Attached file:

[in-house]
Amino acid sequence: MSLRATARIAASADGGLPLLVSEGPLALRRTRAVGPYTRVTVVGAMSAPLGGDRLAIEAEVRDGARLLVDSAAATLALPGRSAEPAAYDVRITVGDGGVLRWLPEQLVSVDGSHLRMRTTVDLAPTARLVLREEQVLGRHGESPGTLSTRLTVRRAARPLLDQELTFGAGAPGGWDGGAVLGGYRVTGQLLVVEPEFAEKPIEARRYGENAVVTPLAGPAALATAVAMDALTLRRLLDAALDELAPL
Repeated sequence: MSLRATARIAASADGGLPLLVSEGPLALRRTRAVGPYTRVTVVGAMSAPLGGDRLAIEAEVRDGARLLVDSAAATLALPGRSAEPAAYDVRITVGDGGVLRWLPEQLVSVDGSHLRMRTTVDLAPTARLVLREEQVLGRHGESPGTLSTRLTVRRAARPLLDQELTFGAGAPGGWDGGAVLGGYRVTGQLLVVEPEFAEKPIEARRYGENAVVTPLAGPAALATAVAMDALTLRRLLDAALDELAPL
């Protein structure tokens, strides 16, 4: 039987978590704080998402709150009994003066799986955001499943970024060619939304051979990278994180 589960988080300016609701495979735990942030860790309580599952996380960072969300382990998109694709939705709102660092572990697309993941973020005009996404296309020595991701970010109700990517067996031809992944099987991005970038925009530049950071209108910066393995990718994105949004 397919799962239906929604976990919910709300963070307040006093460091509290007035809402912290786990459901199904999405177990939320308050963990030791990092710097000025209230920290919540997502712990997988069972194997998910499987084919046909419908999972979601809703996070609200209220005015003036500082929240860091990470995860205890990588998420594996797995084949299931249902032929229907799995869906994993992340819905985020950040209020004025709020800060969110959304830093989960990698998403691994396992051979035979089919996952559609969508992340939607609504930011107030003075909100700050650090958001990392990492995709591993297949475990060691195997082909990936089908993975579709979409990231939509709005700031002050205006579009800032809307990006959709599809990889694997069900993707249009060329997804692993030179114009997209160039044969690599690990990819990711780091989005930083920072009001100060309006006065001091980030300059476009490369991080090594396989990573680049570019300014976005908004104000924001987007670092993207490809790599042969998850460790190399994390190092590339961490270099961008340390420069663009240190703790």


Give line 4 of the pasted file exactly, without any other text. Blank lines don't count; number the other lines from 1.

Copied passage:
């Protein structure tokens, strides 16, 4: 039987978590704080998402709150009994003066799986955001499943970024060619939304051979990278994180 589960988080300016609701495979735990942030860790309580599952996380960072969300382990998109694709939705709102660092572990697309993941973020005009996404296309020595991701970010109700990517067996031809992944099987991005970038925009530049950071209108910066393995990718994105949004 397919799962239906929604976990919910709300963070307040006093460091509290007035809402912290786990459901199904999405177990939320308050963990030791990092710097000025209230920290919540997502712990997988069972194997998910499987084919046909419908999972979601809703996070609200209220005015003036500082929240860091990470995860205890990588998420594996797995084949299931249902032929229907799995869906994993992340819905985020950040209020004025709020800060969110959304830093989960990698998403691994396992051979035979089919996952559609969508992340939607609504930011107030003075909100700050650090958001990392990492995709591993297949475990060691195997082909990936089908993975579709979409990231939509709005700031002050205006579009800032809307990006959709599809990889694997069900993707249009060329997804692993030179114009997209160039044969690599690990990819990711780091989005930083920072009001100060309006006065001091980030300059476009490369991080090594396989990573680049570019300014976005908004104000924001987007670092993207490809790599042969998850460790190399994390190092590339961490270099961008340390420069663009240190703790």